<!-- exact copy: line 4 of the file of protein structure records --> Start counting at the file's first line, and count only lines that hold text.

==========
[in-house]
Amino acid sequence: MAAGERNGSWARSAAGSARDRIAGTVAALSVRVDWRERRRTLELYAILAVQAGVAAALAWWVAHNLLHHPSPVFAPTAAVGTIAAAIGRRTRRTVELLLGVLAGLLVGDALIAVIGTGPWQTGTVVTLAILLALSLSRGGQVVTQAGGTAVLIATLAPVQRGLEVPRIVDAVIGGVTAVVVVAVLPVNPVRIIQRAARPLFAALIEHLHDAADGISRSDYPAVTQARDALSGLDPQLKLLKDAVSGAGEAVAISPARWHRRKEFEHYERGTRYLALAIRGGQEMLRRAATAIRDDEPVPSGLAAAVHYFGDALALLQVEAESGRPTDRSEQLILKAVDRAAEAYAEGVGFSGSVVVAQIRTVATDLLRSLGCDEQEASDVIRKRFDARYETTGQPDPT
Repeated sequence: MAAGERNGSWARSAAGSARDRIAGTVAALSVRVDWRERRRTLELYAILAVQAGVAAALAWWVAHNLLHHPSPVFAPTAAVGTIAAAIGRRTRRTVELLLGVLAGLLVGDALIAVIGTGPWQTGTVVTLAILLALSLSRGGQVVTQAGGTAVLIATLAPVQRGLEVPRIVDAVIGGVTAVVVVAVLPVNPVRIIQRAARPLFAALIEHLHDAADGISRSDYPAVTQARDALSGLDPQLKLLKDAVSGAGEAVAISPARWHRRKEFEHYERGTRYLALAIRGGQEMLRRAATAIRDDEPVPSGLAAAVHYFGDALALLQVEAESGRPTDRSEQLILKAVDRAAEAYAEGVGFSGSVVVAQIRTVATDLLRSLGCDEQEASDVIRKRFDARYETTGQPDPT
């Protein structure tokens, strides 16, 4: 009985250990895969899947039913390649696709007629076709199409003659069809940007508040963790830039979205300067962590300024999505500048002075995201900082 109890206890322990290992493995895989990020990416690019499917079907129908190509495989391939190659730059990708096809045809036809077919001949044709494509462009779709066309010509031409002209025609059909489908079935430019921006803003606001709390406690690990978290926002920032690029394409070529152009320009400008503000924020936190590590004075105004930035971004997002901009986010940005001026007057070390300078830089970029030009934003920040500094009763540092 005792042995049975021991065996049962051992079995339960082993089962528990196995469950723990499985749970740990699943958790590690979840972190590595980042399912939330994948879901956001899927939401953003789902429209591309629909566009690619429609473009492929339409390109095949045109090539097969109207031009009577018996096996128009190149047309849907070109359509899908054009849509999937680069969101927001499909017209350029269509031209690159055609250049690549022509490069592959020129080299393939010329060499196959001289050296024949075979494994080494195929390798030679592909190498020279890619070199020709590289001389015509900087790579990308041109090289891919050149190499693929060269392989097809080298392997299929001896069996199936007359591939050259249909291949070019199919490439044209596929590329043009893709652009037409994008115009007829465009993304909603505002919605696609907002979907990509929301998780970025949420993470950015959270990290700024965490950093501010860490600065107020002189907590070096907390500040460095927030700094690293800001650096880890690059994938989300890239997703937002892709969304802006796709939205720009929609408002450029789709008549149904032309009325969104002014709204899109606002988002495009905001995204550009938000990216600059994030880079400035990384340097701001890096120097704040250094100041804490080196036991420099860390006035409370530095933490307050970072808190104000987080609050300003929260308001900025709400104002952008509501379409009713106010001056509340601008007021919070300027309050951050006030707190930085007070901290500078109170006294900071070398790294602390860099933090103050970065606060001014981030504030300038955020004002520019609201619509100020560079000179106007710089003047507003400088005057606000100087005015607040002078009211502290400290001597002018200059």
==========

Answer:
């Protein structure tokens, strides 16, 4: 009985250990895969899947039913390649696709007629076709199409003659069809940007508040963790830039979205300067962590300024999505500048002075995201900082 109890206890322990290992493995895989990020990416690019499917079907129908190509495989391939190659730059990708096809045809036809077919001949044709494509462009779709066309010509031409002209025609059909489908079935430019921006803003606001709390406690690990978290926002920032690029394409070529152009320009400008503000924020936190590590004075105004930035971004997002901009986010940005001026007057070390300078830089970029030009934003920040500094009763540092 005792042995049975021991065996049962051992079995339960082993089962528990196995469950723990499985749970740990699943958790590690979840972190590595980042399912939330994948879901956001899927939401953003789902429209591309629909566009690619429609473009492929339409390109095949045109090539097969109207031009009577018996096996128009190149047309849907070109359509899908054009849509999937680069969101927001499909017209350029269509031209690159055609250049690549022509490069592959020129080299393939010329060499196959001289050296024949075979494994080494195929390798030679592909190498020279890619070199020709590289001389015509900087790579990308041109090289891919050149190499693929060269392989097809080298392997299929001896069996199936007359591939050259249909291949070019199919490439044209596929590329043009893709652009037409994008115009007829465009993304909603505002919605696609907002979907990509929301998780970025949420993470950015959270990290700024965490950093501010860490600065107020002189907590070096907390500040460095927030700094690293800001650096880890690059994938989300890239997703937002892709969304802006796709939205720009929609408002450029789709008549149904032309009325969104002014709204899109606002988002495009905001995204550009938000990216600059994030880079400035990384340097701001890096120097704040250094100041804490080196036991420099860390006035409370530095933490307050970072808190104000987080609050300003929260308001900025709400104002952008509501379409009713106010001056509340601008007021919070300027309050951050006030707190930085007070901290500078109170006294900071070398790294602390860099933090103050970065606060001014981030504030300038955020004002520019609201619509100020560079000179106007710089003047507003400088005057606000100087005015607040002078009211502290400290001597002018200059």